bridges: Did the fact that a highly skilled and motivated workforce is necessary in order to compete in the economy influence your decision to establish an apprenticeship program in the United States?

Rudisser: Very much so. In the early 1990s, when we began to manufacture in North Carolina, we mainly needed technical personnel in metal stamping, injection molding, automated pick and place, machine assembly, and powder coating. Many of those technicians and engineers came over from our Austrian headquarters and only worked here for a year or two, so we decided to start training our own technicians locally and the idea of starting an apprenticeship program was born.

bridges: Do you find it difficult to get candidates to enter your program, based on the blue-collar stigma that is often attached to "manufacturing" jobs? And how do you know who makes a suitable candidate for becoming an apprentice?

Rudisser: We hire our students straight out of the local high schools. We cooperate with the Lincoln County School System, the Gaston County schools, Catawba County schools, Charlotte/Mecklenburg schools, Cabarrus County schools, and the Iredell/Statesville schools. The key people at these high schools are counselors and math teachers who screen the students before we come to class and give a presentation about our apprenticeship program. After the presentation, the students are asked to fill out an online (apprenticeship2000.com) survey. The ones who like what they saw then attend an open house at our company. We require students to come to this event with at least one of their parents. After the presentation and the plant tour, it's actually often the parent who wants their kid to work at Blum.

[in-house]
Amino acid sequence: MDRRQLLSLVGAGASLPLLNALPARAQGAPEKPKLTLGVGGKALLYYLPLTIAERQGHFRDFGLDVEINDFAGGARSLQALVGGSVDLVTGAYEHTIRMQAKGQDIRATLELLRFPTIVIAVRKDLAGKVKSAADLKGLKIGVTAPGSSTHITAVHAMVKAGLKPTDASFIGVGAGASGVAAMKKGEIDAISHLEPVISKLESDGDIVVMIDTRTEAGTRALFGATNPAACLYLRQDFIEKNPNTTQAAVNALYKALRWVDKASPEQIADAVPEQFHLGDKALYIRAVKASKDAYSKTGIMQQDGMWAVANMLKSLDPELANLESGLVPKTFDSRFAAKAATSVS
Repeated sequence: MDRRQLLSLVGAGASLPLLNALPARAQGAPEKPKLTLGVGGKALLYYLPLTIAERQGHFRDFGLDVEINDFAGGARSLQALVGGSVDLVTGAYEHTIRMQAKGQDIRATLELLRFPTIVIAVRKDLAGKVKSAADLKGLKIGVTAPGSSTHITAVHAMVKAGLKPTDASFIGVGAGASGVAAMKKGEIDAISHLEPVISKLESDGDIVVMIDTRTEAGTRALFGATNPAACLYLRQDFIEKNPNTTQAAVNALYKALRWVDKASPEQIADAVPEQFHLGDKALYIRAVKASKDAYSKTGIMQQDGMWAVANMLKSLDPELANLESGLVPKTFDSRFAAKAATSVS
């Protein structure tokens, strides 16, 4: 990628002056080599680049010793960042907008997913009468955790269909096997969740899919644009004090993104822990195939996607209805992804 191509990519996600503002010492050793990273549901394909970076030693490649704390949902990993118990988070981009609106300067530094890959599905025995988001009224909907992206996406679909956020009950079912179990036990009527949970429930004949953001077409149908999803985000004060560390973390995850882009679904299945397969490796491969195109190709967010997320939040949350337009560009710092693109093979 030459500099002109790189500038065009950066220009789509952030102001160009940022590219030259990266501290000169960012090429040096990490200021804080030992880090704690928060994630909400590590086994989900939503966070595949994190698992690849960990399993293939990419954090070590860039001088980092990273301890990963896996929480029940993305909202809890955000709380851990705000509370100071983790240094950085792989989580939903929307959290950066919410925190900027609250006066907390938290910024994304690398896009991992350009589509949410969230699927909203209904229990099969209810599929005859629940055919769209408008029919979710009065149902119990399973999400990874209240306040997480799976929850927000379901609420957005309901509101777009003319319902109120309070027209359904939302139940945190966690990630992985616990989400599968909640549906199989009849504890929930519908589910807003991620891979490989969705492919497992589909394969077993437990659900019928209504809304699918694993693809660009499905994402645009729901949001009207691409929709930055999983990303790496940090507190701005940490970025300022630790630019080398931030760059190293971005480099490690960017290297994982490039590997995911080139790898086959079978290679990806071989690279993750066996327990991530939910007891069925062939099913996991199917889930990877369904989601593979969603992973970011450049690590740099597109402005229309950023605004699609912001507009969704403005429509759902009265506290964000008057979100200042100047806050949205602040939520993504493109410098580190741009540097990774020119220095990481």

The next step is called "Orientation." For the first time, these high school kids get the chance to work on a small project at Blum. There are some tests involved, and a good attendance record is also very important. After these steps have been completed, we hold a "selection" meeting. We always select 40 percent more students to enter our paid summer internship than we actually have room for. After this process, we offer the best students a place in our apprenticeship program. The first year of the apprenticeship coincides with their senior year in high school, so they are only working with us in the afternoons. Full-time employment only starts in their second year at Blum.

I'd also like to add that one of the Apprenticeship 2000 program's main strengths is our affiliation with the Central Piedmont Community College (CPCC) in Charlotte, which is the third-largest community college in the US. Together with CPCC, we developed our mechanical and electrical mechatronics curricula. Blum Inc. holds various advisory board functions at CPCC and helped the school make good investments and decisions to obtain new equipment.

bridges: This sounds like Blum takes a big time and financial investment – and risk – to train its workforce. Don't you worry that you have made this financial investment in these young apprentices only to have them leave Blum after they graduate?

Rudisser: Not really. First of all, our apprentices get to know Blum as a company very well after spending several years with us. Blum offers security and stability to its employees, as well as a much-appreciated work culture and good working conditions. We pay them during their apprenticeship years and offer them a competitive salary upwards of US$34,000 in their selected career fields after they graduate from the program.